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Album Review
We Bury The Living (Early Recordings 1989 - 1990)

We Bury The Living (Early Recordings 1989 - 1990)
by The 3D's

Flying Nun

Review Date
15th June, 2011
Reviewed by
Miles Buckingham


There was a shower at Fish Street Studios where the 3Ds recorded the demos and first of two EP's that form We Bury the Living, an arrangement cobbled together from a bath and a hot water zip run from the kitchen area, which, on a freezing Dunedin morning, was capable of delivering the best part of two minutes of gloriously hot water, then run out and continue to sputter a cold dribble.


Maybe hygiene wasn’t at the forefront of the 3Ds minds while they were developing the amalgam of raw pop that went on to fill their albums Hellzapoppin, The Venus Trail and Strange News From the Angels, but what the material on We Bury the Living does demonstrate is their ability to string together rough pop with a dose of noise, and enjoy what they were doing, before cutting the song off before they got indulgent, an admirable quality to find in a band based around three mates, later to become four, simply getting together for the pleasure of making music.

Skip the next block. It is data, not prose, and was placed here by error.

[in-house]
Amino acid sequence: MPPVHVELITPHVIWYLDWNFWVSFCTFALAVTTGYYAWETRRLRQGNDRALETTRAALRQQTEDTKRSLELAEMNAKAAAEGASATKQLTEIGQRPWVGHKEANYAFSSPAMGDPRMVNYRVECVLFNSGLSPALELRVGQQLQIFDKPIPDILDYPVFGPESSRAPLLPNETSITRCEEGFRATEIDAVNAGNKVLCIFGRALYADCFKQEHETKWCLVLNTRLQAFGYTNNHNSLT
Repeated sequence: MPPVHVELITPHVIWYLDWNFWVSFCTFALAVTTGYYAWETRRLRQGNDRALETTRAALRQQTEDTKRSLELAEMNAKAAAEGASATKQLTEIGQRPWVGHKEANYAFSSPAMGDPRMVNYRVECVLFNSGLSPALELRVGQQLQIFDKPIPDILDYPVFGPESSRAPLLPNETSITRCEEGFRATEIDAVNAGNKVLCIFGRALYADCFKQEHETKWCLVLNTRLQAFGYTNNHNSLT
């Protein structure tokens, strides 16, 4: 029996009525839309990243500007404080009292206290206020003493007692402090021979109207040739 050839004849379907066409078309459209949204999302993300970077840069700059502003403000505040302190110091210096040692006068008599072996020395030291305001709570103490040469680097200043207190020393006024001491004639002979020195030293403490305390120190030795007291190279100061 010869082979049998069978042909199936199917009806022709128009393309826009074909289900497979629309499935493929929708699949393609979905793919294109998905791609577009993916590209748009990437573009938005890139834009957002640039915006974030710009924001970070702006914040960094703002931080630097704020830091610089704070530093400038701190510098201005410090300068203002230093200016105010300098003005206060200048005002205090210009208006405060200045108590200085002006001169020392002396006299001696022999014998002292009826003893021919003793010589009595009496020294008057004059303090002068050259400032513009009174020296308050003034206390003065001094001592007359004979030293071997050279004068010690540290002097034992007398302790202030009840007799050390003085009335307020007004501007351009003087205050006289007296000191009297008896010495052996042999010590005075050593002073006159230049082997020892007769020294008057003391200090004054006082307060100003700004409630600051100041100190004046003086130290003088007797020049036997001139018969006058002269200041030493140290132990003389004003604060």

They knew when to get out of the water, having made productive use of the previous two or three minutes for a good scrub. Accompanied by liner notes from Bruce Russell, whose Xpressway records was the intended recipient of the seven demos contained on the disc, it is clear that he at least recognized the potential of the band, and championed them from an early stage, and with the re-release of their albums by Flying Nun, this album completes the story, as noisy and melodic as it gets. Whether digital remastering of their first two EPs, Fish Tales and Swarthy Songs for Swabs has revealed previously hidden delights in the dense and purposefully lo-fi, delightfully analogue bursts is a moot point, but for the fan now presented with three versions of “Meluzina Man”, it probably doesn’t matter that much. Instead, as Bruce puts it, if you agree that they were “… the most exciting band around, every time” then these “Early Recordings” are a pleasure to be acquainted with.